Latest posts by techwriter (see all)
- 101 Tips and Tutorials to Write Like a Pro - August 17, 2017
- How to Find a Technical Writing Job – Some Ideas and Resources - August 9, 2017
- BOOK REVIEW: “Design for How People Learn” by Julie Dirksen - July 10, 2017
© Ugur Akinci
I’ve always been in love with e-learning. I always thought it has been one of the most revolutionary things ever accomplished on earth in the field of education. Imagine, no matter where you are on earth, whether you are in the heart of New York City or a small village in Mongolia, if you have a computer and access to the Internet, you just plug in and start learning something that you didn’t know before. That’s RADICAL! I think mobile phones and pads will only accelerate that trend.
For example I’m brushing up on my French these days at an e-learning site that is designed so well it’s amazing. I hate to think the number of hours that went into designing and coding that site but the end product is pretty good, with all kinds of interactivity built into it. I especially like the way this site frequently forces you to review what you’ve learned through entertaining quiz formats. If you’d like to learn a new language I heartily recommend you to go to www.babbel.com and have a look and let me know what you think.
There are now all kinds of software out in the market today for those who’d like to build their own e-learning modules and open up shop on the Internet. What fascinates me these days is the way one can build e-learning tutorials either through direct screen captures or via MS PowerPoint presentations. PPT is used to widely around the world that I think it makes sense to transform a PPT presentation into an online class. But how would you do it?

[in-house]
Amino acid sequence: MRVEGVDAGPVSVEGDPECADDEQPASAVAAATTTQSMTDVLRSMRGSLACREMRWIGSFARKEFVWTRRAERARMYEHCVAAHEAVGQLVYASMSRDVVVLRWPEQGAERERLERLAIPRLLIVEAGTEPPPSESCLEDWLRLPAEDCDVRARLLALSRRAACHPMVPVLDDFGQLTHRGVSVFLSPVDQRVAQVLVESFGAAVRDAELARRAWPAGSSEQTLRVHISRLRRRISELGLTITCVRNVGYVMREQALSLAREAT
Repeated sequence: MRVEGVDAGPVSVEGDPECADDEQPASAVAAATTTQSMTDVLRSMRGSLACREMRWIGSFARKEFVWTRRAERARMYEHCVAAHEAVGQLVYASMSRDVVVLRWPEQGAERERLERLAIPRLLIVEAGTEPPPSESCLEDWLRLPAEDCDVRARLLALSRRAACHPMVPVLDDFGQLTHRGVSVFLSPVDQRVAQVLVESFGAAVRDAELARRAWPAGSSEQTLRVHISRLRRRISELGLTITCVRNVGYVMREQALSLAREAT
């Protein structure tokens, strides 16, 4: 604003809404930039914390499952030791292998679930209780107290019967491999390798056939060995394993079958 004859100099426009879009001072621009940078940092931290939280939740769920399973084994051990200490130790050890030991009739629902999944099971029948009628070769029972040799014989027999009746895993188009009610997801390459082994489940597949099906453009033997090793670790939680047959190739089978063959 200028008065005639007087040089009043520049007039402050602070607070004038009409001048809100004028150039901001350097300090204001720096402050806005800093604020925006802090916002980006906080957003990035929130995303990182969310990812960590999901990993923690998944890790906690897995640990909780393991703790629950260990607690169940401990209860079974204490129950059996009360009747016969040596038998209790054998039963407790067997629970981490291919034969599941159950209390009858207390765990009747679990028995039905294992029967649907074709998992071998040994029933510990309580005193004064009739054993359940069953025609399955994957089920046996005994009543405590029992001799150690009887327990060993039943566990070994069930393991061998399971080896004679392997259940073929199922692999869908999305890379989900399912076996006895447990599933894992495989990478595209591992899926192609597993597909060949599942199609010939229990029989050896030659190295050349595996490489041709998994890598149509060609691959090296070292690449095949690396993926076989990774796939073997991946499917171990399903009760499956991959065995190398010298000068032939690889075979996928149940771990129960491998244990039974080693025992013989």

There are two approaches developed by Adobe, a brand that I really like.
The first approach is CAPTIVATE 5. What Captivate allows you to do is to capture all your actions while you are working with a software product, and then annotate it with text, add different effects and multimedia content, animation, and voice-over. You can also include all kinds of quizzes for user interactivity.
Another Adobe solution is PRESENTER 7 which is a MS PowerPoint plug-in. It basically takes a PPT presentation and transforms it into an e-learning module with annotation etc. (WARNING: At this writing, Presenter 7 does not work with MS Office 2010 and Windows 7 combination). The nice thing about Presenter is the way you can insert surveys and quizzes for interacting with the students. You can import Flash modules too.
There are also other proprietary solutions that relies on pre-programmed Flash interactivity, like the one offered by RAPID INTAKE. I really think there is much to be said about the rich variety of interactivity modules offered by Rapid Intake. Their interface is so fool-proof that if you can type in information in a field and click Save you can configure and use their quiz and game components for your e-learning product. When it comes to GAMES I think Rapid Intake is a pretty good choice, despite its cost.
One generic alternative that you can incorporate to any kind of solution is of course to sit and down and design your own Flash quiz and game modules from scratch. But who has the time to gain that kind of specialized skill these days unless you are a professional Flash developer? That’s why I believe the above mentioned alternatives are the way to go.
There is one last alternative that I also would like to mention: the totally INTEGRATED e-learning solution offered by MOODLE. There are quiet a few web sites out there that offer not only a reliable Moodle installation and technical support but also every kind of interactivity that’s built into Moodle including games, quizzes, reviews, etc. If you are new to Moodle you might be pleasantly surprised by the things this open-source e-learning platform offers.